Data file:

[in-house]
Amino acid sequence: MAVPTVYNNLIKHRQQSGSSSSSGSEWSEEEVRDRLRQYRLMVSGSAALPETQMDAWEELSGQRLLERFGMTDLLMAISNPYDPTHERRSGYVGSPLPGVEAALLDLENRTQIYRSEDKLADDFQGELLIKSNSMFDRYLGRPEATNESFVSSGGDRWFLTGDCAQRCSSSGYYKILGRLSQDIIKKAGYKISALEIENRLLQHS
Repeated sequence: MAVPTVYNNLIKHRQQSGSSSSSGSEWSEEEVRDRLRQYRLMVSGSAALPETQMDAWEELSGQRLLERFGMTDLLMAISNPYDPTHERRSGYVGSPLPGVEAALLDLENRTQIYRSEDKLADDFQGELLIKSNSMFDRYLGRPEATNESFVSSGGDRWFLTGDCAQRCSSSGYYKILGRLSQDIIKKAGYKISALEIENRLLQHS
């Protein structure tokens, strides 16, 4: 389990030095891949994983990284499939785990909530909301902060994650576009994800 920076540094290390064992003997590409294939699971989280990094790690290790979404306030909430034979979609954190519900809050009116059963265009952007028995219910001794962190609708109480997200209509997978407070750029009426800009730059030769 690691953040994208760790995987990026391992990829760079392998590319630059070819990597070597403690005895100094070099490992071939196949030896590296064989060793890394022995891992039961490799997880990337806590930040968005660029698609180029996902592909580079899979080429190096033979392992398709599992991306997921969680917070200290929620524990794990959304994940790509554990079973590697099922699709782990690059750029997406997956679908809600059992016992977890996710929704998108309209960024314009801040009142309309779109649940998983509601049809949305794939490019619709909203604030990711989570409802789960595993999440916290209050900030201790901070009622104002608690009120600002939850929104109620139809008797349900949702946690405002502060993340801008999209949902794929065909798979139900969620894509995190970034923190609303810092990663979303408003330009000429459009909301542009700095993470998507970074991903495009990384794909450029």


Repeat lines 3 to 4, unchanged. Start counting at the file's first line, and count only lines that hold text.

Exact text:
Repeated sequence: MAVPTVYNNLIKHRQQSGSSSSSGSEWSEEEVRDRLRQYRLMVSGSAALPETQMDAWEELSGQRLLERFGMTDLLMAISNPYDPTHERRSGYVGSPLPGVEAALLDLENRTQIYRSEDKLADDFQGELLIKSNSMFDRYLGRPEATNESFVSSGGDRWFLTGDCAQRCSSSGYYKILGRLSQDIIKKAGYKISALEIENRLLQHS
């Protein structure tokens, strides 16, 4: 389990030095891949994983990284499939785990909530909301902060994650576009994800 920076540094290390064992003997590409294939699971989280990094790690290790979404306030909430034979979609954190519900809050009116059963265009952007028995219910001794962190609708109480997200209509997978407070750029009426800009730059030769 690691953040994208760790995987990026391992990829760079392998590319630059070819990597070597403690005895100094070099490992071939196949030896590296064989060793890394022995891992039961490799997880990337806590930040968005660029698609180029996902592909580079899979080429190096033979392992398709599992991306997921969680917070200290929620524990794990959304994940790509554990079973590697099922699709782990690059750029997406997956679908809600059992016992977890996710929704998108309209960024314009801040009142309309779109649940998983509601049809949305794939490019619709909203604030990711989570409802789960595993999440916290209050900030201790901070009622104002608690009120600002939850929104109620139809008797349900949702946690405002502060993340801008999209949902794929065909798979139900969620894509995190970034923190609303810092990663979303408003330009000429459009909301542009700095993470998507970074991903495009990384794909450029």